Foarte bun articolul… recomand: https://en.wikipedia.org/wiki/Comparison_of_photogrammetry_software
Since our last tutorial regarding georeferencing images in QGIS is 4 years old, let us have a second look at this task in the current times of QGIS 2.16. For this tutorial we will use a Soviet map of Crewe in England to see changes in city structure with a snapshot from 1957. We will use simple and quite easy affine transformations for this purpose.
If you want to connect maps and images with other spatial data each data set needs to be “digitally located”. Each pixel of a map has in its original form only a reference according to the whole image: A pixel may be the 3216th in the 212th row but thats all for the beginning. You can translate this location (x=3216, y=212) to a geographic and therefore “real” spatial system by georeferencing it by using the defined coordinate system which the map is based on. We will show you, how this works.
what do you need
- Quantum GIS (examples shown in QGIS 2.16.2
- a scanned map either in JPG or as a tif-file
approx. 5-10 minutes
Step 1 – Preparational Steps
We will start with a new project and use Sentinel-2 image as a reference for this one. Sentinel-2 Images are normally shipped with the UTM projection using the wgs84 reference ellipsoid. So we will project the map onto this target SRS (Spatial Reference System). For downloading the Sentinel-2 image I was using the Earth Explorer and the image with the entity ID S2A_OPER_MSI_L1C_TL_SGS__20160719T112949_20160719T165219_A005611_T30UWD_N02_04_01. The different bands are combined to a composite image for the purpose of a reference using the merge function in the raster dialog of QGIS (Raster->Miscellaneous->Merge…) and choosing the bands four as red, three as green and two as blue: You will see, that the CRS (Coordinate Reference System) switched automatically to EPSG:32630 which corresponds to UTM Zone 30 using the WGS84 ellipsoid. Now we are ready. Our map will be projected into this UTM Zone.
Step 2 – Working With the Map
Click now on Raster->Georeferencer->Georeferencer. In the new window you need to open your scanned image by clicking on Open Raster and choose your desired map. After this you will see the map in the Georeferencer As we can’t see any proper coordinates of the crosses, we need to do a visual editing by using Ground Control Points (GCPs) as a reference. Good GCPs are easy to see and differentiate, easy to distinguish and valid throughout the years of the image material:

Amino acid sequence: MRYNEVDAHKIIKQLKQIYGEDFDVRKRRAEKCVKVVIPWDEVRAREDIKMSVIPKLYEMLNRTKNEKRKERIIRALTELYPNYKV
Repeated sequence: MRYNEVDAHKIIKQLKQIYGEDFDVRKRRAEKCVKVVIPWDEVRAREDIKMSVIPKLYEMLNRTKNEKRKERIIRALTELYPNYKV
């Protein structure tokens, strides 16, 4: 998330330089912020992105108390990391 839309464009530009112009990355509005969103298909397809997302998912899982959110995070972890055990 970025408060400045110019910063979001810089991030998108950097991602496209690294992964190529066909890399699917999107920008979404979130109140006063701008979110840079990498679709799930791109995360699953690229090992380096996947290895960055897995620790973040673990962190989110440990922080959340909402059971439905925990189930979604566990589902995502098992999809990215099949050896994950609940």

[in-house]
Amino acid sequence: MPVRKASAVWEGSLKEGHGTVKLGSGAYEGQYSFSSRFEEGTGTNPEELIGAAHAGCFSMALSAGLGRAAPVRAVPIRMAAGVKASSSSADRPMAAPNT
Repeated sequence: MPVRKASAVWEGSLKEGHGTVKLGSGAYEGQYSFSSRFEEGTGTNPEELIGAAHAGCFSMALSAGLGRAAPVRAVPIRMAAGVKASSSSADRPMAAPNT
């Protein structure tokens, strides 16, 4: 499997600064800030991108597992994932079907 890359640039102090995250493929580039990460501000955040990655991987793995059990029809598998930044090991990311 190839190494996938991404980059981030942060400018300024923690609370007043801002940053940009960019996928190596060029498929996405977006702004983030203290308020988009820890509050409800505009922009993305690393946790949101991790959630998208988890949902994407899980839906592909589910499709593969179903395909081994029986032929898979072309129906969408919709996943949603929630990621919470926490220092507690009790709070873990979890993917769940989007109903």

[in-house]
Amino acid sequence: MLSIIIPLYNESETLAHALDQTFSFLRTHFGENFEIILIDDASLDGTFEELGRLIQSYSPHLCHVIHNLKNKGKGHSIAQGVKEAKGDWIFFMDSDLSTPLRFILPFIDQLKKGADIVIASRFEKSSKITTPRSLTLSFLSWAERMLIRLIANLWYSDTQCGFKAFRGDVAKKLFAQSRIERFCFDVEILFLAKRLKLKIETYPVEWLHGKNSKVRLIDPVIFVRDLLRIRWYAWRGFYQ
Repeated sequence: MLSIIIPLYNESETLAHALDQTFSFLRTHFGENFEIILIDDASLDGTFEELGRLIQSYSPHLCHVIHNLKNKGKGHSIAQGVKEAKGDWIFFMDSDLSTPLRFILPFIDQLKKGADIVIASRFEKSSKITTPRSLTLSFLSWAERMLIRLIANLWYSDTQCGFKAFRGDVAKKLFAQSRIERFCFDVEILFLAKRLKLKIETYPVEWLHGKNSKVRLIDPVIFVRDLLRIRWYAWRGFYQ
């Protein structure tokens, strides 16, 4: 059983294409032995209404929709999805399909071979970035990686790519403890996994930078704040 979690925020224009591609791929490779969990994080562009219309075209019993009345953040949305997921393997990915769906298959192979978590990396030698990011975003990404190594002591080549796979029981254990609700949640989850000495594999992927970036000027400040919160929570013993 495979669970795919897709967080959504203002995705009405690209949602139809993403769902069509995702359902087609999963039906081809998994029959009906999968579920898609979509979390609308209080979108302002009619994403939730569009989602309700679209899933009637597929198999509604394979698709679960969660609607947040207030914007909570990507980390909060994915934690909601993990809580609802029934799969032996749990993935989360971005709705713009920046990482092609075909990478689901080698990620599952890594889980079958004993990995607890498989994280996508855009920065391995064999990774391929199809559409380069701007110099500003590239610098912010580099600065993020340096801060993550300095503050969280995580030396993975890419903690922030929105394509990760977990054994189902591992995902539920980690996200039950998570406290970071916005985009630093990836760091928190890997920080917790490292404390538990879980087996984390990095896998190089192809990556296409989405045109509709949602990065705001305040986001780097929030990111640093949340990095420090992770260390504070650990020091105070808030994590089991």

- Mountain tops
- Street crossings
But prior searching and using any GCPs we need to define a proper reference system the image will be georeferenced with. As the Sentinel-2 reference image is in use and accompanied with OSM data we will use “EPSG:32630” as the Target Reference System in the properties of the transforation using Settings->Transformation Settings… This is not only asking you for the Target SRS (“EPSG:32630”) but also for the transformation type and the resampling method.
The transformation type defines the complexity of the mathematical computation to transform multiple points into their referenced coordinates. This is easy for one point but the map or image has multiple pixels and in the wanted result every pixel should be referenced correctly, shouldn’t it? To allow a stretch in x, y and combined xy direction we need at least three points for the referenciation. If you don’t understand why, here is a simple explanation using a sheet of paper:
The resampling type defines the way the pixel value in the referenced image will be calculated. Nearest neighbor will use the pixel value that has most overlap. You might ask why is there an “overlap”?! If you transform a pixel it will not be quadratic anymore but more or less a rectangle or even further complex shape. So the question will arise: “What is the pixel value (quadratic) of something that consists of other non quadratic pixels”.
- Nearest Neighbour: takes the pixel value from the most overlapping/nearest pixel and assign this value to the target pixel (which might result in rectangular steps in the target image!)
- linear: will take an average of the surrounding pixels (might get a bit “blurry” but still one of my favourites)
- cubic: will take even more pixels then bilinear into account (increasing blur effect!)
Other properties to choose are:
- Compression should be none. So an image file and the values in it will not be distorted in any way.
- Define your target images name and location in the Output raster field.
- As the Target SRS you need to choose your defined target coordinate system.
- Generate a PDF map if you like.
- Generate a PDF report if you like. It will have the values of RMSE in case your interested in your performance
- Load in QGIS when done is often a good choice